I’ve been thinking lately about politics.
Of course, I’m fed up with ’em, as in Democrats, Republicans, Independents — whatever the flavor of the day may be. I think somewhere between the penning of the Constitution and the modern world, we lost sight of working for the common good and instead began working for (a) our own good, (b) someone else’s good (and by that I mean someone with deep pockets and even deeper influence), or (c) our state (or county or township or district) back home. When did the United States become so un-united? But I digress.
Specifically, I’ve been thinking about politics in the office. It’s nasty business because, like those politicians who work their own agendas rather than working for the common good of the larger body — namely the country — office politicians do no better. In fact, they impede progress through their machinations. Oddly enough, many of these office politicians are really pretty good people who, for one reason or another, didn’t originally set out to play the office politics game. Some don’t even realize they play, I’m sure. But it happens.
From my coaching perch, I get curious about politics. What do we gain by having an agenda to the exclusion of others’ ideas? At what point do we decide that our ideas are superior to the ideas of others? Most importantly (and politics in the larger sense bears this out) when did it become so “yesterday” to collaborate for the greater good?
Debate is healthy; it breeds wonderful ideas when correctly approached and respectfully valued. Opposite opinions and out-of-the-box thinking promote innovation. My-way-or-the-highway thinking does little more than fuel antagonism, ensure blinders are in place, and demoralize everyone around you.
Mark Twain, ever the sharp-tongued critic, penned a wonderful little book you can read in less than 15 minutes. It’s called The War Prayer. In it, he tells of a community caught up in the throes of patriotism as it sends its young men off to war in far-off lands. They are fighting on the right side. They are heroes. They wish for them a speedy victory, and safety in battle, and might and strength. So the community gathers at a local church to offer a collective prayer for the safety of these young men, for success in battle and in all their endeavors.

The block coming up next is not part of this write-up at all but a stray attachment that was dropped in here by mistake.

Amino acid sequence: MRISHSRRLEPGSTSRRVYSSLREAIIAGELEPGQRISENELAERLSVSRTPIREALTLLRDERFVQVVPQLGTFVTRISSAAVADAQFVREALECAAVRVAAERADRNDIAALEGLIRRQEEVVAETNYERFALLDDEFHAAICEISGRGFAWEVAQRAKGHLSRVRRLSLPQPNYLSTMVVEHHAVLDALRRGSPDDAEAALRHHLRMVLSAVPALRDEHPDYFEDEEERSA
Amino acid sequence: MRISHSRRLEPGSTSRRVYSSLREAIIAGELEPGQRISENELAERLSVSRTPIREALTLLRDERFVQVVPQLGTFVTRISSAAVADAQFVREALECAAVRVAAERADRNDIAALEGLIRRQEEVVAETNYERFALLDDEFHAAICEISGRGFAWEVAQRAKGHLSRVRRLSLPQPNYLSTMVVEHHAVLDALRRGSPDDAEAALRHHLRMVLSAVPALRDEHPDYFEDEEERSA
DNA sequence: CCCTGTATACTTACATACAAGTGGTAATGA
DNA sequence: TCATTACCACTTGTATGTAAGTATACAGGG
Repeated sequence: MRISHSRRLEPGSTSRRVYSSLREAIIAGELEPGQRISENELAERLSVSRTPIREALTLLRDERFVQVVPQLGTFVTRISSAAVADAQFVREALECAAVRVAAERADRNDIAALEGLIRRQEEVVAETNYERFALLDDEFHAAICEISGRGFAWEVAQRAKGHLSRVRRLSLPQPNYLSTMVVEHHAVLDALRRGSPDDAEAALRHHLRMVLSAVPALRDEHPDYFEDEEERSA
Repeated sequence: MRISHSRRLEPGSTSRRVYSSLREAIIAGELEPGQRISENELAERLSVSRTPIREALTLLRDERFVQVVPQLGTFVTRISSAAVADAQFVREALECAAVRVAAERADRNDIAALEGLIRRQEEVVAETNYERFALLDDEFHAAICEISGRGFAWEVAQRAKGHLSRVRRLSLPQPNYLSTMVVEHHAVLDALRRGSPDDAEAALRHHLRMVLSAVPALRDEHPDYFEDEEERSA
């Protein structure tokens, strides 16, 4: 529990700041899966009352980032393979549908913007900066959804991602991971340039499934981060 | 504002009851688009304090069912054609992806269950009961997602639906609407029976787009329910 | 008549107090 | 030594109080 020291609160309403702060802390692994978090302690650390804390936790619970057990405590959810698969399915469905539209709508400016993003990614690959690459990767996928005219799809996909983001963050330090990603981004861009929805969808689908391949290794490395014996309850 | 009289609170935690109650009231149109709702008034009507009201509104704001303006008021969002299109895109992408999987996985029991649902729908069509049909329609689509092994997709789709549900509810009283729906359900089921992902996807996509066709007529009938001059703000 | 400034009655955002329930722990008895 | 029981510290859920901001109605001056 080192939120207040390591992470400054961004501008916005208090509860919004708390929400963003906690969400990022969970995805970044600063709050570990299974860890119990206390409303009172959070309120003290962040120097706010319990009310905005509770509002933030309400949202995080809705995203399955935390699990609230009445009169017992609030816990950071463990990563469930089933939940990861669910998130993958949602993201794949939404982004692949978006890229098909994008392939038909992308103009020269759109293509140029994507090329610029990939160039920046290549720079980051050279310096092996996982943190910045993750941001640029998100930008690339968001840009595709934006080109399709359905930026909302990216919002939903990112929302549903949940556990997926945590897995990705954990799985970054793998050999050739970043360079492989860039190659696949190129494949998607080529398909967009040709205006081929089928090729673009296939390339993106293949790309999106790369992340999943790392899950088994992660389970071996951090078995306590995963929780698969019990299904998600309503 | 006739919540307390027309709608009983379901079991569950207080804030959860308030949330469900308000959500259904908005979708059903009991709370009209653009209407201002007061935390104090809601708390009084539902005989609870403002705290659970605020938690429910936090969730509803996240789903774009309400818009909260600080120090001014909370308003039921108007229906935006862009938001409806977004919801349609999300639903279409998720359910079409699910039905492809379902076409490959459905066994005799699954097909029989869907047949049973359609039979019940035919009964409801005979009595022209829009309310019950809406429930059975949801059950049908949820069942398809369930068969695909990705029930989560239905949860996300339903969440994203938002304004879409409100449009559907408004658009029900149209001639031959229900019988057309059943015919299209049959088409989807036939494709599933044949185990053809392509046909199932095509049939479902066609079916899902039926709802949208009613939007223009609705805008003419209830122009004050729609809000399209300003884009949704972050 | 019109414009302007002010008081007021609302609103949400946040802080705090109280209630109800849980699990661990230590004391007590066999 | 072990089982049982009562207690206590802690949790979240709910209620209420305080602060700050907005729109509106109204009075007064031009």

In bursts an odd person (I bet he’d be an out-of-the-box thinker), who asks them if they’re sure they want this prayer to be answered. And he goes on to show them just what they’ve truly asked for, which is nothing like what they want. It’s the unspoken part of the prayer. Check it out; it’s a very thoughtful read.
It’s the old adage, “beware of what you wish for; you might get it.” Because every prayer, every wish has an alternate side to it. We can see this in action everywhere we turn. We see it in Bruce Almighty, when Jim Carrey learns the hard way that indiscriminate use of power leads to chaos. At least he learns the lesson.
The common good means Republicans don’t get to decide the rules. Nor do Democrats or Independents. Likewise, the common good for a company means one boss doesn’t get to ramrod his or her agenda through. No, the common good means that those who serve as our representatives — whether they’re elected or whether they’re our managers — seek to ensure the rules work for everyone and the agendas look at the present, the past, and the future in a way that ties them together intelligently.
If we all learned the lessons Mark Twain so eloquently laid out and that were driven home to Jim Carrey, maybe we’d be quicker to collaborate, to consider others’ ideas, and to not be so rigid as to think our way is the only way.